When it comes to politics and media, the left argues that the right is more biased than the left while the right argues that the left is more biased than the right. Who’s right?
That’s what we try to answer in our latest podcast, “How Biased Is Your Media?” (You can download/subscribe at iTunes, get the RSS feed, listen live via the media player above, or read the transcript below.) In a way, this episode is a follow-up to a podcast we put out a few months ago called “The Truth Is Out There, Isn’t It?,” which examined how we choose to believe what we believe about a variety of important issues. In this episode, we apply that same idea in a small-bore fashion, going after media bias. Read More »
We recently put out a podcast called “The Truth Is Out There … Isn’t It?” about how people decide what to believe about everything from global warming and nuclear risk to UFO’s. It was inspired by the research of Dan Kahan and his colleagues at the Cultural Cognition Project; they have found that we systematically filter our beliefs through our personal and political filters. In other words, we allow our biases to influence what we think about theoretically non-ideological issues, but we aren’t aware of that influence. Read More »
Last week we solicited your questions for Tim Groseclose, a political science professor at UCLA and author of the new book, Left Turn: How Liberal Media Bias Distorts the American Mind. The response was fast and furious. A total of 149 questions (and counting) were posed in the comments section. We selected 14 of them for Groseclose to answer, and he obliged us quite promptly. As always, thanks to all for participating.
Q. Why does liberal media bias exist in the first place? What would you suggest as a way that a) journalists could be more aware of their own bias and limit it in their reporting; or b) the profession of journalism could attract a more unbiased (or merely more representative) cohort? – Jack Read More »
Tim Groseclose is a political-science professor at UCLA (and an occasional co-author with Steve Levitt) who has spent years trying to systematically and empirically study media bias. He has a new book out called Left Turn: How Liberal Media Bias Distorts the American Mind. Here’s what Levitt had to say about it recently:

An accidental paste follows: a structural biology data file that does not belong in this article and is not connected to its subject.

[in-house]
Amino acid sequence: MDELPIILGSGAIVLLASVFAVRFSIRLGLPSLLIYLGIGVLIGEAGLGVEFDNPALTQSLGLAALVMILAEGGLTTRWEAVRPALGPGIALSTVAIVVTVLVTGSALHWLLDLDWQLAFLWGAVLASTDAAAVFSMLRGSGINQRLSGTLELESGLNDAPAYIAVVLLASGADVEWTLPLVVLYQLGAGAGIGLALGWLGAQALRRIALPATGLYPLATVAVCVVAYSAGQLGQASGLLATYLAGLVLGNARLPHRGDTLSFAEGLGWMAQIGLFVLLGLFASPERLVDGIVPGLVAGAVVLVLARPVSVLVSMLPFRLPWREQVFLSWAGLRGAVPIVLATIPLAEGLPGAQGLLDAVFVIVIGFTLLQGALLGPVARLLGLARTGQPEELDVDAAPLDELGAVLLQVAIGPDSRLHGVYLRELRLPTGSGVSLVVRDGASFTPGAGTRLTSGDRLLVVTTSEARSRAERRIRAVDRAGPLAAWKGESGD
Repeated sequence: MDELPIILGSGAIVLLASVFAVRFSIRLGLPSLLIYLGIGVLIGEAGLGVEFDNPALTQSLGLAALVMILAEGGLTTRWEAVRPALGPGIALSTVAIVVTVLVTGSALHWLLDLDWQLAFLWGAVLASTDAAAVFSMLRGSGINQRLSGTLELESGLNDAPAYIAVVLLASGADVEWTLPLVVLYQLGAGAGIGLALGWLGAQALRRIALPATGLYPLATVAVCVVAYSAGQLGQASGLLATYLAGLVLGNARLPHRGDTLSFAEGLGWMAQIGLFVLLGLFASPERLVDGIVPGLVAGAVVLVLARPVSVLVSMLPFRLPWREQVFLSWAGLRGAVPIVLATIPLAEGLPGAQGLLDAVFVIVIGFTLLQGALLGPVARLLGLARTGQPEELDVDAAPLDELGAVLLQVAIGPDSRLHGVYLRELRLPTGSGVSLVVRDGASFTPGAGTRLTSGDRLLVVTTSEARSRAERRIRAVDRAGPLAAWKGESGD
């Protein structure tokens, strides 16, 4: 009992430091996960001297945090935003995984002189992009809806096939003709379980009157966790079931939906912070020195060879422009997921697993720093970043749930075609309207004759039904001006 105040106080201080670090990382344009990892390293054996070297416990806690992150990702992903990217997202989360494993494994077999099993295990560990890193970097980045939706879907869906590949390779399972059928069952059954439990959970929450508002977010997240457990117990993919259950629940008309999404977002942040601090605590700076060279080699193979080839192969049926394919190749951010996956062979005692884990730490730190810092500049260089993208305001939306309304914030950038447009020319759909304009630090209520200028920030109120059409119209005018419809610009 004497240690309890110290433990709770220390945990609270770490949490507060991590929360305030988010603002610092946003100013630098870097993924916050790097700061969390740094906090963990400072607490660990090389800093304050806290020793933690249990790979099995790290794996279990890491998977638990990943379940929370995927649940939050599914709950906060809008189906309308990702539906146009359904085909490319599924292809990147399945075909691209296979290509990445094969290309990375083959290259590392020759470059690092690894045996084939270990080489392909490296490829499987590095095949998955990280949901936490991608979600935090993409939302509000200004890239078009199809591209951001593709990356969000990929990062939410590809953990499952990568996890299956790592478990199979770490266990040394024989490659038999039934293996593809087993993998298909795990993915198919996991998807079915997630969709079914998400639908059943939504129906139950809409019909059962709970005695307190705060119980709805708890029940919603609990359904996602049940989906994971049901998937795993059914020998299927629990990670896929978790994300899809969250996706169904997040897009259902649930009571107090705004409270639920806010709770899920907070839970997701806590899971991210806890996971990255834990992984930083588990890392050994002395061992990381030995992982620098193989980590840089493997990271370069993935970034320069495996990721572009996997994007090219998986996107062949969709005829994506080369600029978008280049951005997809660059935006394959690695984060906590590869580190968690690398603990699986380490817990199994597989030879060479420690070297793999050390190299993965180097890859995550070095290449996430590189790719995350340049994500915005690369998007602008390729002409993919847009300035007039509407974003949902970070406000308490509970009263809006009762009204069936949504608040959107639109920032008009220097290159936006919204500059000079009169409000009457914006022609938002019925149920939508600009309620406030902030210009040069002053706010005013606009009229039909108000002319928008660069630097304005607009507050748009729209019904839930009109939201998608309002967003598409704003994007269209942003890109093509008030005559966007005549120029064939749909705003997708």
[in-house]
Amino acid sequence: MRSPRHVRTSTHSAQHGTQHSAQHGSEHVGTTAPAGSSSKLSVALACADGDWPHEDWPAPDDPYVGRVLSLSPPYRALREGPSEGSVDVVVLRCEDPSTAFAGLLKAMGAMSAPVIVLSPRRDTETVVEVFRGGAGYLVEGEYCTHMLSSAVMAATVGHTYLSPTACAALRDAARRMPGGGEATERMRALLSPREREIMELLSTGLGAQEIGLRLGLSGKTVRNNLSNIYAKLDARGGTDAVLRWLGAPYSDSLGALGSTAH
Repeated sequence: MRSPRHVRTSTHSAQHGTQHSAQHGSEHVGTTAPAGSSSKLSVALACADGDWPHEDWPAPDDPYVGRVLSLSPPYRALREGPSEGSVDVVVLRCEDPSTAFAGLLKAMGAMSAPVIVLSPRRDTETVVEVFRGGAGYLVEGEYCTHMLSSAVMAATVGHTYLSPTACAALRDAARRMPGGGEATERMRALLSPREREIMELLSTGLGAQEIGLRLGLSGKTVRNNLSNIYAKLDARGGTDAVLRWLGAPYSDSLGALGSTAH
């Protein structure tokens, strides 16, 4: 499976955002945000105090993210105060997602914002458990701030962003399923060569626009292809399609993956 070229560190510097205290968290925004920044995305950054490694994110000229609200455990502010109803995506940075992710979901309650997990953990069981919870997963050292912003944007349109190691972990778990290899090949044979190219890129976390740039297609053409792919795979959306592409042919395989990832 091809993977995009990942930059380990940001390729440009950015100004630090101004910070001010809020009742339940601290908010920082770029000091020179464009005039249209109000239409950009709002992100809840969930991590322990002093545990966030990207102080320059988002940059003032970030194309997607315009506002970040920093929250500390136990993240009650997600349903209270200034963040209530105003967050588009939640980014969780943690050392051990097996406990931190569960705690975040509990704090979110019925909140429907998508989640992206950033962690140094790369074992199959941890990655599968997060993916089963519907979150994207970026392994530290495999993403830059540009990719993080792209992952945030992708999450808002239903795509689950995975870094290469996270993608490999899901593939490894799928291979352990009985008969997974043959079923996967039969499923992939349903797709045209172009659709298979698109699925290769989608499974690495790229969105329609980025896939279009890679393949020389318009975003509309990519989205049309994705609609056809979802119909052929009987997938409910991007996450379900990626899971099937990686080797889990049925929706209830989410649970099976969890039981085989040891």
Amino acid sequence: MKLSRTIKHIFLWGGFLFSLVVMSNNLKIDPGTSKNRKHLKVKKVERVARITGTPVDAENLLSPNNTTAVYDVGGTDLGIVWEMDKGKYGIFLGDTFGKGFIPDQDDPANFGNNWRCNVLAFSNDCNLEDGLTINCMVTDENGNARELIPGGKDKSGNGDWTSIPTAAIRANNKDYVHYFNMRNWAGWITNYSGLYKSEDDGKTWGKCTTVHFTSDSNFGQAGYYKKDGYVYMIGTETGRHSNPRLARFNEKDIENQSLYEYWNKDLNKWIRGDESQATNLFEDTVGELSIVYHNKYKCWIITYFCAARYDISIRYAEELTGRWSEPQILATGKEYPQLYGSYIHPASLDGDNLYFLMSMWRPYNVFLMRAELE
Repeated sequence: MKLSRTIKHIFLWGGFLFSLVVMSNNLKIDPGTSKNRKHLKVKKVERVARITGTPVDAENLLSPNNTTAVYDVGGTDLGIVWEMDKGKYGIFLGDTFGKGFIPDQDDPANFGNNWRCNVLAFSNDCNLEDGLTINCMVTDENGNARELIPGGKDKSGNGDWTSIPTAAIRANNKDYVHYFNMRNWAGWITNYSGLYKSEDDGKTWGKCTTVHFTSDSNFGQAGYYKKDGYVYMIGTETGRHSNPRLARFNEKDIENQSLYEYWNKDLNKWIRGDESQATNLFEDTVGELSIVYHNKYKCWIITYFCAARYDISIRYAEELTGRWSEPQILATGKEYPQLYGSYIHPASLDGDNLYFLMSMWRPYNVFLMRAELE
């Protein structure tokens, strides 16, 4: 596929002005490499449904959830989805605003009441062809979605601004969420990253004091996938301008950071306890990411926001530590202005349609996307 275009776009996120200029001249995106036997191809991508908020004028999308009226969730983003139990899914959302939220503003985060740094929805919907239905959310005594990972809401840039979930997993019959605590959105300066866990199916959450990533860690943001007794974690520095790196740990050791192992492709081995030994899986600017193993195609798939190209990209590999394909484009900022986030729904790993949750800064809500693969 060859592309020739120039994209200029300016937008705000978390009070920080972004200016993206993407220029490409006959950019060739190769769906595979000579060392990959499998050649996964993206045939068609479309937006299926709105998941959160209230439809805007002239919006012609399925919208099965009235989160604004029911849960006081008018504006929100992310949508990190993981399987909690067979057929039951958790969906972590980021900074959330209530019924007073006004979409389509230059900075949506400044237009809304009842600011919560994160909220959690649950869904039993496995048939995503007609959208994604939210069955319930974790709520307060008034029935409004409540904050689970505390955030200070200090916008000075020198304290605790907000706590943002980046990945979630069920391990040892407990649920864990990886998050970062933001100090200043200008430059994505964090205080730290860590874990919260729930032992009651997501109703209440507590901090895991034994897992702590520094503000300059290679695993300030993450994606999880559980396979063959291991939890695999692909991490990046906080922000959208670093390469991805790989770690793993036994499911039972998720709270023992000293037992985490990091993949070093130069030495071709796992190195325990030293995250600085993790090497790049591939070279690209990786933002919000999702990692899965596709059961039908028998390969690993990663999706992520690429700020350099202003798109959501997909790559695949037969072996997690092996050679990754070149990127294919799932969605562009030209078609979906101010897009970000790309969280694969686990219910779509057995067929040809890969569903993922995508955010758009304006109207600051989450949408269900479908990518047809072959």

As the title suggests, it has a definite conservative slant. It is not, however, a right-wing rant by any means. Rather, it is a carefully researched and amusingly written book by a highly regarded academic.
Groseclose’s core argument is that the U.S. media overall has a strong liberal bias, and that this bias strongly influences how Americans vote and how they think about the issues of the day. He reached this conclusion by constructing a “political quotient” (PQ), which is meant to measure political views in a “precise, objective, and quantitative way.” The average American voter, he argues, has a PQ of 50. Liberal Democrats Barney Frank and Nancy Pelosi both have a PQ of approximately 100; conservative Republicans Michele Bachmann and Jim DeMint have a PQ of approximately 0. If we could “magically eliminate liberal media bias,” Groseclose writes, the average American would have a PQ closer to 25, and would be more in line with people like Ben Stein, Dennis Miller and Bill O’Reilly. Read More »
My good friend and co-author Tim Groseclose has a new book out entitled Left Turn: How Liberal Media Bias Distorts the American Mind. As the title suggests, it has a definite conservative slant. It is not, however, a right-wing rant by any means. Rather, it is a carefully researched and amusingly written book by a highly regarded academic.
I’m bored to death by politics. So I didn’t expect to enjoy Groseclose’s book, but I really did. I’m always surprised when an academic can write for a general audience, but Groseclose definitely has that gift.
As I said in my blurb for his book, liberals will not like what Groseclose has to say, but that is all the more reason why liberals should read his book.
My friend and co-author Tim Groseclose, a professor of political science at U.C.L.A., thinks so. Groseclose was a member of U.C.L.A.’s Committee on Undergraduate Admissions and Relations With Schools until yesterday, when he resigned from the committee in a very public way and released an 89-page report documenting what he calls “malfeasance” and an “accompanying […] Read More »
On the surface, not much. The Kansas City Royals have lost 19 straight games and are threatening to break the all-time record for futility in major league baseball. My iPod, on the other hand, has quickly become one of my most beloved material possessions. So what do they have in common? They both can teach […] Read More »